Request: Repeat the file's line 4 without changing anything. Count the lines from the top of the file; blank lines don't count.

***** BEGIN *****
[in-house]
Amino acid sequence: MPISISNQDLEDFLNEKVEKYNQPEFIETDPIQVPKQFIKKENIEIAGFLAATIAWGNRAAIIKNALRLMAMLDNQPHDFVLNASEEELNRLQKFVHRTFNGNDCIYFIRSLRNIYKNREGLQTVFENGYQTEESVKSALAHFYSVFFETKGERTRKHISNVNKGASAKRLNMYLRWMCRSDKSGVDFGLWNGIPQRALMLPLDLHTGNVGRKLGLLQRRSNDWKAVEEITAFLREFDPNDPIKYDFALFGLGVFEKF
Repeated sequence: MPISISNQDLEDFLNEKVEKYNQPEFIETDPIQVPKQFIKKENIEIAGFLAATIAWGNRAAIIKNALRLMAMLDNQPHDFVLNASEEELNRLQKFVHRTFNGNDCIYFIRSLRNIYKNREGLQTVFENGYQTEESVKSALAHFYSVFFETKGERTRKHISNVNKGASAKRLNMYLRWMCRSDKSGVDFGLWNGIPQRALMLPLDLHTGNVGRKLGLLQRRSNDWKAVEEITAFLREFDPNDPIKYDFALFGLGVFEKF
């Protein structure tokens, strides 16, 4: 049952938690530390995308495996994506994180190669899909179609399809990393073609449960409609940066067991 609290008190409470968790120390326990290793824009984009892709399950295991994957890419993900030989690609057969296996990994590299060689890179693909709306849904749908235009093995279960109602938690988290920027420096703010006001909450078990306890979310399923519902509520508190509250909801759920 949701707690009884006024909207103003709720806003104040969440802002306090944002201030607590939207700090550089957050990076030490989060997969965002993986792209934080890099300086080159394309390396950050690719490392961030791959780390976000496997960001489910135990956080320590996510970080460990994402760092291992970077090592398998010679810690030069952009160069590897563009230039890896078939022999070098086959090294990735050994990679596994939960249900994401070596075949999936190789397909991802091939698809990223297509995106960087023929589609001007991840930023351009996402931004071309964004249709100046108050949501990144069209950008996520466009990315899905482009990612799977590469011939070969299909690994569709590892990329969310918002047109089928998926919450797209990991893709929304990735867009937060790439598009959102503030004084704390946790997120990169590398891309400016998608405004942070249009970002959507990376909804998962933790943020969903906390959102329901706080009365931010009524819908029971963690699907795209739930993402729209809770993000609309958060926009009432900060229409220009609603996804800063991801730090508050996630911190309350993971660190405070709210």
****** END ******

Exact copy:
């Protein structure tokens, strides 16, 4: 049952938690530390995308495996994506994180190669899909179609399809990393073609449960409609940066067991 609290008190409470968790120390326990290793824009984009892709399950295991994957890419993900030989690609057969296996990994590299060689890179693909709306849904749908235009093995279960109602938690988290920027420096703010006001909450078990306890979310399923519902509520508190509250909801759920 949701707690009884006024909207103003709720806003104040969440802002306090944002201030607590939207700090550089957050990076030490989060997969965002993986792209934080890099300086080159394309390396950050690719490392961030791959780390976000496997960001489910135990956080320590996510970080460990994402760092291992970077090592398998010679810690030069952009160069590897563009230039890896078939022999070098086959090294990735050994990679596994939960249900994401070596075949999936190789397909991802091939698809990223297509995106960087023929589609001007991840930023351009996402931004071309964004249709100046108050949501990144069209950008996520466009990315899905482009990612799977590469011939070969299909690994569709590892990329969310918002047109089928998926919450797209990991893709929304990735867009937060790439598009959102503030004084704390946790997120990169590398891309400016998608405004942070249009970002959507990376909804998962933790943020969903906390959102329901706080009365931010009524819908029971963690699907795209739930993402729209809770993000609309958060926009009432900060229409220009609603996804800063991801730090508050996630911190309350993971660190405070709210």